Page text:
Wisdom teeth are the last set of teeth to grow in. When they don't emerge completely from the gums (known as impaction), your dentist may recommend surgery to remove them.
Wisdom teeth, also known as third molars, are just as useful as any other teeth if they grow in normally and have healthy gum tissue around them. However, for many people, wisdom teeth don't have the space to grow in properly.
Wisdom teeth usually appear between ages 17 and 21. The ideal age to remove them is between 18 and 24, when two-thirds of the roots have formed. However, they can still be removed later in adulthood.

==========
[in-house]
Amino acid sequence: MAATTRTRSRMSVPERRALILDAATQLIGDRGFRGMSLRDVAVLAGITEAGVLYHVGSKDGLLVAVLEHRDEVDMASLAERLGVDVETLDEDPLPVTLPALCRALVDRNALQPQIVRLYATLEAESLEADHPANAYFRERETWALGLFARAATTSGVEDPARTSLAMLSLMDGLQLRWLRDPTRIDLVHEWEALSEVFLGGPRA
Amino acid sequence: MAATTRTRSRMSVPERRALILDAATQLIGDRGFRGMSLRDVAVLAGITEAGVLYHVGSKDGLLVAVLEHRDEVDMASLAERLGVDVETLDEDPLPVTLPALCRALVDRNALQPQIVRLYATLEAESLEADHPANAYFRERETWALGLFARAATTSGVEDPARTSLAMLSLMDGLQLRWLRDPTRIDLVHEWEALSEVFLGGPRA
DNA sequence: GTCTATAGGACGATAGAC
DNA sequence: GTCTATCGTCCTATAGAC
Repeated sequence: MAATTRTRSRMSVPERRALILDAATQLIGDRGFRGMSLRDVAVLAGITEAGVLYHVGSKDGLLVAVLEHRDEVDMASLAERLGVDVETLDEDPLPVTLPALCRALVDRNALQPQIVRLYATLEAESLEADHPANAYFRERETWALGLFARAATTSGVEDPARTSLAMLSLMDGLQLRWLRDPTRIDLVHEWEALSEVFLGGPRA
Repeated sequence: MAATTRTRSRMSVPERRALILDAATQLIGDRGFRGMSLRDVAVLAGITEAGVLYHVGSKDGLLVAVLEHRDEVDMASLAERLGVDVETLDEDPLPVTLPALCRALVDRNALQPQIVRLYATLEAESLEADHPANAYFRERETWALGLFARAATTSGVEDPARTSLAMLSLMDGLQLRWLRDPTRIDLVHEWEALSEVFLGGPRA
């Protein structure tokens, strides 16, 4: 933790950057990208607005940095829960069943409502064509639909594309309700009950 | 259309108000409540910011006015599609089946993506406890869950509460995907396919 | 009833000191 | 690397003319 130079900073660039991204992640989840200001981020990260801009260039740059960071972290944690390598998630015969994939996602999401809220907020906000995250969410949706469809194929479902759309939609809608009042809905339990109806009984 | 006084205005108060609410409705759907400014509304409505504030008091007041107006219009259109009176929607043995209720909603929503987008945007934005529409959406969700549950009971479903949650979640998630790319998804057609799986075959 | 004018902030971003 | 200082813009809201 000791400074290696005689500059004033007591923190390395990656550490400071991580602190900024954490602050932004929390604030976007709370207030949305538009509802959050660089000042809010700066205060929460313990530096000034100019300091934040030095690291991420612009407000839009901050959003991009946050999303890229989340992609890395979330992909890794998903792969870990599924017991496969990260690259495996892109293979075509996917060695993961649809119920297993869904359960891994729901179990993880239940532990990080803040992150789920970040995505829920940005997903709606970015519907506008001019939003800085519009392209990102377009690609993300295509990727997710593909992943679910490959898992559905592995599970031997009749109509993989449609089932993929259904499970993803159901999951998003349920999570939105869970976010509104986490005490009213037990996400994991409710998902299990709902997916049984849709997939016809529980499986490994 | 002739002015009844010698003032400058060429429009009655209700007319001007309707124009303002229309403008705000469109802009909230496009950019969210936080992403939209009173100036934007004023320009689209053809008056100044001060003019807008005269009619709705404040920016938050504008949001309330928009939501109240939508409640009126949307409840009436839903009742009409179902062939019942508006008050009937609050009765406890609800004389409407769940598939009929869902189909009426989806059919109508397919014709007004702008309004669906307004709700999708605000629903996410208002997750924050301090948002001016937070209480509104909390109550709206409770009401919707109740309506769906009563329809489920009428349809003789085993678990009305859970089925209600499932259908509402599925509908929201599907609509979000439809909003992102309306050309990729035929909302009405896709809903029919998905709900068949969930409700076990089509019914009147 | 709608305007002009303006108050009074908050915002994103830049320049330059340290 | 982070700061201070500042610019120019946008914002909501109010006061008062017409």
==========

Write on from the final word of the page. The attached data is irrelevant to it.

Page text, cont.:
Impaction is when a tooth doesn't emerge completely from the gums. Wisdom teeth can be impacted at different levels:
The tooth can also come in at different angles: straight (vertical), sideways (horizontal), angled away from the other teeth (distal) or angled towards the other teeth (mesial).
Keeping impacted wisdom teeth may put you at risk of:
If your wisdom teeth grow in correctly, with enough space in the mouth, they may not need to be removed.
If there is a problem, however, non-impacted teeth can be pulled without surgery.
Follow these tips to ensure a successful recovery:
Last updated January 28, 2022
The oral health information on this website is intended for educational purposes only. Always consult a licensed dentist or other qualified health care professional for any questions concerning your oral health.